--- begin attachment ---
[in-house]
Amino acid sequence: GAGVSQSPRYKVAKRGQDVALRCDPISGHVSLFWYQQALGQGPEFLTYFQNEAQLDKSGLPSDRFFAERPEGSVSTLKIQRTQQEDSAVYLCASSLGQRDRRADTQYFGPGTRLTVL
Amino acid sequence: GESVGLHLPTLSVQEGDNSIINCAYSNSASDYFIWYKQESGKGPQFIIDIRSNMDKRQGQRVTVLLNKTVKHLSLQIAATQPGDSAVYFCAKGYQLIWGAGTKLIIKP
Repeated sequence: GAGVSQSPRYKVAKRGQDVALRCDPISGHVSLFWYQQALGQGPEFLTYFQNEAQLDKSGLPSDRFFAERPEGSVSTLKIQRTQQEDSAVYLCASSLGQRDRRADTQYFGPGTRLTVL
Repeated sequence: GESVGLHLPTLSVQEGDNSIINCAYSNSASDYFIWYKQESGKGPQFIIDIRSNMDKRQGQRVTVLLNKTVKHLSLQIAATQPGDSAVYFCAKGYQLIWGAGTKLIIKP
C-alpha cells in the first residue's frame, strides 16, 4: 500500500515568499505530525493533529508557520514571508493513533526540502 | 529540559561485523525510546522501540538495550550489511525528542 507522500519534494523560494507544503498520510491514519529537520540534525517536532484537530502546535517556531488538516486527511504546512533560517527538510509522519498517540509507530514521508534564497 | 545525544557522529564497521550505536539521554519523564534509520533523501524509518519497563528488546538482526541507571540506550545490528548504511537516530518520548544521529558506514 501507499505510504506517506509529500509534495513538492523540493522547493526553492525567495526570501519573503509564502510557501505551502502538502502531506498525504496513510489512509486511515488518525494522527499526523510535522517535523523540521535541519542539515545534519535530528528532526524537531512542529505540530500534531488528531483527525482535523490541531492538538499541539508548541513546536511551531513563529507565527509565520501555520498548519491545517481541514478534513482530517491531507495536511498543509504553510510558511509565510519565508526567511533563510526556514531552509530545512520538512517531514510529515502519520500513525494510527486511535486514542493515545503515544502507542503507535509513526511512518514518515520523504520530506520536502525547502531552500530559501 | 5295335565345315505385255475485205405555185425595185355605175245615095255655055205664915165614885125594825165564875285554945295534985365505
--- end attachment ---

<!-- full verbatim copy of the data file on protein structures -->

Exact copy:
[in-house]
Amino acid sequence: GAGVSQSPRYKVAKRGQDVALRCDPISGHVSLFWYQQALGQGPEFLTYFQNEAQLDKSGLPSDRFFAERPEGSVSTLKIQRTQQEDSAVYLCASSLGQRDRRADTQYFGPGTRLTVL
Amino acid sequence: GESVGLHLPTLSVQEGDNSIINCAYSNSASDYFIWYKQESGKGPQFIIDIRSNMDKRQGQRVTVLLNKTVKHLSLQIAATQPGDSAVYFCAKGYQLIWGAGTKLIIKP
Repeated sequence: GAGVSQSPRYKVAKRGQDVALRCDPISGHVSLFWYQQALGQGPEFLTYFQNEAQLDKSGLPSDRFFAERPEGSVSTLKIQRTQQEDSAVYLCASSLGQRDRRADTQYFGPGTRLTVL
Repeated sequence: GESVGLHLPTLSVQEGDNSIINCAYSNSASDYFIWYKQESGKGPQFIIDIRSNMDKRQGQRVTVLLNKTVKHLSLQIAATQPGDSAVYFCAKGYQLIWGAGTKLIIKP
C-alpha cells in the first residue's frame, strides 16, 4: 500500500515568499505530525493533529508557520514571508493513533526540502 | 529540559561485523525510546522501540538495550550489511525528542 507522500519534494523560494507544503498520510491514519529537520540534525517536532484537530502546535517556531488538516486527511504546512533560517527538510509522519498517540509507530514521508534564497 | 545525544557522529564497521550505536539521554519523564534509520533523501524509518519497563528488546538482526541507571540506550545490528548504511537516530518520548544521529558506514 501507499505510504506517506509529500509534495513538492523540493522547493526553492525567495526570501519573503509564502510557501505551502502538502502531506498525504496513510489512509486511515488518525494522527499526523510535522517535523523540521535541519542539515545534519535530528528532526524537531512542529505540530500534531488528531483527525482535523490541531492538538499541539508548541513546536511551531513563529507565527509565520501555520498548519491545517481541514478534513482530517491531507495536511498543509504553510510558511509565510519565508526567511533563510526556514531552509530545512520538512517531514510529515502519520500513525494510527486511535486514542493515545503515544502507542503507535509513526511512518514518515520523504520530506520536502525547502531552500530559501 | 5295335565345315505385255475485205405555185425595185355605175245615095255655055205664915165614885125594825165564875285554945295534985365505